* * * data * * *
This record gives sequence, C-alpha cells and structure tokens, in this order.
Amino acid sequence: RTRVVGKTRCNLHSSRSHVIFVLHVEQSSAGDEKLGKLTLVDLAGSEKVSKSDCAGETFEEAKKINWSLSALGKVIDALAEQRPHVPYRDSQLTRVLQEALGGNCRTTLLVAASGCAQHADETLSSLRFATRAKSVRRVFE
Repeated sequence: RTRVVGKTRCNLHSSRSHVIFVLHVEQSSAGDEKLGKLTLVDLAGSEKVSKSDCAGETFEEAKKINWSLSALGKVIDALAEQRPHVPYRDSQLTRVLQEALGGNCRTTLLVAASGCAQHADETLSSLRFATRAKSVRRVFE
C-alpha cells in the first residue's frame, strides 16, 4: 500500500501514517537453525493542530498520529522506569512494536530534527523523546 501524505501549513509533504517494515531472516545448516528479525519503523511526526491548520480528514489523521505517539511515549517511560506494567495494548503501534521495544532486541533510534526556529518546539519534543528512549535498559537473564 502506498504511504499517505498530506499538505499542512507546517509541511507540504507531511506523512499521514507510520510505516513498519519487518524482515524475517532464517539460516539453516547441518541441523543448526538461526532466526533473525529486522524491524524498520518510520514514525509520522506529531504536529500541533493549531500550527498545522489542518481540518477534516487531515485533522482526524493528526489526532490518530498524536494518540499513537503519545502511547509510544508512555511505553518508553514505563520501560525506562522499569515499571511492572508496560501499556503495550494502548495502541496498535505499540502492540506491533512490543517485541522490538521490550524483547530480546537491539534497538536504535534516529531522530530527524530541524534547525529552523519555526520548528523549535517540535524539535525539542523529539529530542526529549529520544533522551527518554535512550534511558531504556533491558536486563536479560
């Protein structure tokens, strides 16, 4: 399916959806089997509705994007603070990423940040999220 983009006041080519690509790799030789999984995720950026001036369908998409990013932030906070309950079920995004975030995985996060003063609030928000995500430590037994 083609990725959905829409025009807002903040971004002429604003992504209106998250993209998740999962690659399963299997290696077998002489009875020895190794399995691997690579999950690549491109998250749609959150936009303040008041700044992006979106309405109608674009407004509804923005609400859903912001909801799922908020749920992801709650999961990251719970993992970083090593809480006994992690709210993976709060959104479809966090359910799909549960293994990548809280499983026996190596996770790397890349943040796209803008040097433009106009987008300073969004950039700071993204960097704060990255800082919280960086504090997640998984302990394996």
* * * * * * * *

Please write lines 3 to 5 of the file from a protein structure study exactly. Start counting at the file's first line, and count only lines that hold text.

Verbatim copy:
Repeated sequence: RTRVVGKTRCNLHSSRSHVIFVLHVEQSSAGDEKLGKLTLVDLAGSEKVSKSDCAGETFEEAKKINWSLSALGKVIDALAEQRPHVPYRDSQLTRVLQEALGGNCRTTLLVAASGCAQHADETLSSLRFATRAKSVRRVFE
C-alpha cells in the first residue's frame, strides 16, 4: 500500500501514517537453525493542530498520529522506569512494536530534527523523546 501524505501549513509533504517494515531472516545448516528479525519503523511526526491548520480528514489523521505517539511515549517511560506494567495494548503501534521495544532486541533510534526556529518546539519534543528512549535498559537473564 502506498504511504499517505498530506499538505499542512507546517509541511507540504507531511506523512499521514507510520510505516513498519519487518524482515524475517532464517539460516539453516547441518541441523543448526538461526532466526533473525529486522524491524524498520518510520514514525509520522506529531504536529500541533493549531500550527498545522489542518481540518477534516487531515485533522482526524493528526489526532490518530498524536494518540499513537503519545502511547509510544508512555511505553518508553514505563520501560525506562522499569515499571511492572508496560501499556503495550494502548495502541496498535505499540502492540506491533512490543517485541522490538521490550524483547530480546537491539534497538536504535534516529531522530530527524530541524534547525529552523519555526520548528523549535517540535524539535525539542523529539529530542526529549529520544533522551527518554535512550534511558531504556533491558536486563536479560
């Protein structure tokens, strides 16, 4: 399916959806089997509705994007603070990423940040999220 983009006041080519690509790799030789999984995720950026001036369908998409990013932030906070309950079920995004975030995985996060003063609030928000995500430590037994 083609990725959905829409025009807002903040971004002429604003992504209106998250993209998740999962690659399963299997290696077998002489009875020895190794399995691997690579999950690549491109998250749609959150936009303040008041700044992006979106309405109608674009407004509804923005609400859903912001909801799922908020749920992801709650999961990251719970993992970083090593809480006994992690709210993976709060959104479809966090359910799909549960293994990548809280499983026996190596996770790397890349943040796209803008040097433009106009987008300073969004950039700071993204960097704060990255800082919280960086504090997640998984302990394996």